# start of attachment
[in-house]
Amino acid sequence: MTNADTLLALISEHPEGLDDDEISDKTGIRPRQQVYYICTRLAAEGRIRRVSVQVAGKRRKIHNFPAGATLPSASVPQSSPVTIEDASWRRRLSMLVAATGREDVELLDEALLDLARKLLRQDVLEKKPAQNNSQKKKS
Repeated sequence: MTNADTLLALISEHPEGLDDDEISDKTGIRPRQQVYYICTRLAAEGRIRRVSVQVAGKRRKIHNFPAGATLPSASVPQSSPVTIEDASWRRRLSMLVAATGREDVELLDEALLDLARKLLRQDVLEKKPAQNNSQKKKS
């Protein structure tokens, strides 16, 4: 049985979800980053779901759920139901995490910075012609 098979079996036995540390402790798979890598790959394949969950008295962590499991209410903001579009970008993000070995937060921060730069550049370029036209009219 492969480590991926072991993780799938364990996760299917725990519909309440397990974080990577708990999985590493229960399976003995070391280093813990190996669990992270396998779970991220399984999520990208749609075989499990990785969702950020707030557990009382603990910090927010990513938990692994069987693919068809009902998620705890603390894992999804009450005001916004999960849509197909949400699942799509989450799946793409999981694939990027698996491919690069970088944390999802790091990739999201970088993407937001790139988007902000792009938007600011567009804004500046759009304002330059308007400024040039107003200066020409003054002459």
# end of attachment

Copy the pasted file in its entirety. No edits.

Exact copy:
[in-house]
Amino acid sequence: MTNADTLLALISEHPEGLDDDEISDKTGIRPRQQVYYICTRLAAEGRIRRVSVQVAGKRRKIHNFPAGATLPSASVPQSSPVTIEDASWRRRLSMLVAATGREDVELLDEALLDLARKLLRQDVLEKKPAQNNSQKKKS
Repeated sequence: MTNADTLLALISEHPEGLDDDEISDKTGIRPRQQVYYICTRLAAEGRIRRVSVQVAGKRRKIHNFPAGATLPSASVPQSSPVTIEDASWRRRLSMLVAATGREDVELLDEALLDLARKLLRQDVLEKKPAQNNSQKKKS
């Protein structure tokens, strides 16, 4: 049985979800980053779901759920139901995490910075012609 098979079996036995540390402790798979890598790959394949969950008295962590499991209410903001579009970008993000070995937060921060730069550049370029036209009219 492969480590991926072991993780799938364990996760299917725990519909309440397990974080990577708990999985590493229960399976003995070391280093813990190996669990992270396998779970991220399984999520990208749609075989499990990785969702950020707030557990009382603990910090927010990513938990692994069987693919068809009902998620705890603390894992999804009450005001916004999960849509197909949400699942799509989450799946793409999981694939990027698996491919690069970088944390999802790091990739999201970088993407937001790139988007902000792009938007600011567009804004500046759009304002330059308007400024040039107003200066020409003054002459």